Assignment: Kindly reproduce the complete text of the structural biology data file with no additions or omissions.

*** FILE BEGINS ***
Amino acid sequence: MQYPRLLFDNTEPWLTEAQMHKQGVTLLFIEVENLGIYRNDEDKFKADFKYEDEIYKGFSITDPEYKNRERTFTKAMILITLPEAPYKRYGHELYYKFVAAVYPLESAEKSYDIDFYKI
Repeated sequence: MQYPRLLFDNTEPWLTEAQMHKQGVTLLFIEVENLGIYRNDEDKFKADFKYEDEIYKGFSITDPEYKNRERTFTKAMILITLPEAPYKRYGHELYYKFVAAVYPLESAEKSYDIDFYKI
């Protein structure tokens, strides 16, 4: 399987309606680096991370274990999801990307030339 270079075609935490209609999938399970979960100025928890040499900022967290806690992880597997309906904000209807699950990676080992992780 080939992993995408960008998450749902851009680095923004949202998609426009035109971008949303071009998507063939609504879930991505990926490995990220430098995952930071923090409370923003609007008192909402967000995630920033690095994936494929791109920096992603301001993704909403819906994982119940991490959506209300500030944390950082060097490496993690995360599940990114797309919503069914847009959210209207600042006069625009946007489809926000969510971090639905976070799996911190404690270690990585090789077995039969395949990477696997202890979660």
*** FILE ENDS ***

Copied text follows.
Amino acid sequence: MQYPRLLFDNTEPWLTEAQMHKQGVTLLFIEVENLGIYRNDEDKFKADFKYEDEIYKGFSITDPEYKNRERTFTKAMILITLPEAPYKRYGHELYYKFVAAVYPLESAEKSYDIDFYKI
Repeated sequence: MQYPRLLFDNTEPWLTEAQMHKQGVTLLFIEVENLGIYRNDEDKFKADFKYEDEIYKGFSITDPEYKNRERTFTKAMILITLPEAPYKRYGHELYYKFVAAVYPLESAEKSYDIDFYKI
């Protein structure tokens, strides 16, 4: 399987309606680096991370274990999801990307030339 270079075609935490209609999938399970979960100025928890040499900022967290806690992880597997309906904000209807699950990676080992992780 080939992993995408960008998450749902851009680095923004949202998609426009035109971008949303071009998507063939609504879930991505990926490995990220430098995952930071923090409370923003609007008192909402967000995630920033690095994936494929791109920096992603301001993704909403819906994982119940991490959506209300500030944390950082060097490496993690995360599940990114797309919503069914847009959210209207600042006069625009946007489809926000969510971090639905976070799996911190404690270690990585090789077995039969395949990477696997202890979660």